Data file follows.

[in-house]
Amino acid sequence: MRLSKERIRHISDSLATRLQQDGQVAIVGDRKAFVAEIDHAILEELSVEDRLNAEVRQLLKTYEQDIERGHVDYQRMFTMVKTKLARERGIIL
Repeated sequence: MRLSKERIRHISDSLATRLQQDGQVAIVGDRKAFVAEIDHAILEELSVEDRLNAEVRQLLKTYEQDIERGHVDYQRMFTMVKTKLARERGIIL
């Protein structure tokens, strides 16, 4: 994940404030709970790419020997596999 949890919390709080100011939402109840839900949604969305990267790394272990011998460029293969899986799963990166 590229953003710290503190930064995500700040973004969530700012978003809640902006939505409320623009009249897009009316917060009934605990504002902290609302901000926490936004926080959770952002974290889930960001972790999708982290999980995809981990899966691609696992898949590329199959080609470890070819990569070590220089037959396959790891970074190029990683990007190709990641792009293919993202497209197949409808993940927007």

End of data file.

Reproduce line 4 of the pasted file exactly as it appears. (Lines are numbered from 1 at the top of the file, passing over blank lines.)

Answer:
């Protein structure tokens, strides 16, 4: 994940404030709970790419020997596999 949890919390709080100011939402109840839900949604969305990267790394272990011998460029293969899986799963990166 590229953003710290503190930064995500700040973004969530700012978003809640902006939505409320623009009249897009009316917060009934605990504002902290609302901000926490936004926080959770952002974290889930960001972790999708982290999980995809981990899966691609696992898949590329199959080609470890070819990569070590220089037959396959790891970074190029990683990007190709990641792009293919993202497209197949409808993940927007």